heading for that person.”
                Futurelib: designing the
                  future Library systems and
                  data formats
                  http://futurelib.pbwiki.com
Endeca
Aquabrowser
Bibliocommons



                http://www.code4lib.org/
         Experiments with FRBR
OCLC’s FictionFinder
  http://fictionfinder.oclc.org/
xISBN
  http://www.worldcat.org/affiliate/webservices/xisb
    n/
LibraryThing
  http://www.librarything.com
AusLit
  http://www.austlit.edu.au/about/metadata
  Questions we must ask

Do our catalogues meet the
 information needs of our users?



Do they attract their interest?
        Recommended reading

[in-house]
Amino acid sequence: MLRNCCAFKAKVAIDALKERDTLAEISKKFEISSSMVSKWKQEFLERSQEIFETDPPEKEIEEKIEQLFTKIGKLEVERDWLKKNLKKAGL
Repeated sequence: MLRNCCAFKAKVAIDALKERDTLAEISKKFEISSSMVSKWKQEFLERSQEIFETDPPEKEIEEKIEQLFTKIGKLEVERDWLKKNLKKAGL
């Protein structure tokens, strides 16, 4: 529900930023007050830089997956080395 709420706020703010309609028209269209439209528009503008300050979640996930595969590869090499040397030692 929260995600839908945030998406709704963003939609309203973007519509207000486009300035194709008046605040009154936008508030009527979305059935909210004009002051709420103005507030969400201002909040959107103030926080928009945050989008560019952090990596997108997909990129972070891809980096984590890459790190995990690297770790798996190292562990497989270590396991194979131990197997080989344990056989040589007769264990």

FRBR and the history of cataloguing by William
  Denton in Understanding FRBR edited by
  Arlene Taylor. Library Unlimited, 2007.



A brief history of AACR
http://www.collectionscanada.gc.ca/jsc/
  history.html
         Cataloguing principles
Paris Principles (1961)

IFLA Meeting of Experts on an International
  Cataloguing Code
IME ICC1,   2003,   Frankfurt, Germany
IME ICC2,   2004,   Buenos Aires, Argentina
IME ICC3,   2005,   Cairo, Egypt
IME ICC4,   2006,   Seoul, South Korea
IME ICC5,   2007,   Pretoria, South Africa
Statement of International Cataloguing
  Principles, 2009

http://www.ifla.org/publications/statement-of-
  international-cataloguing-principles
  the 1990 Stockholm Seminar on
            Cataloguing
• Cataloguing is expensive and needs to be
  easier to do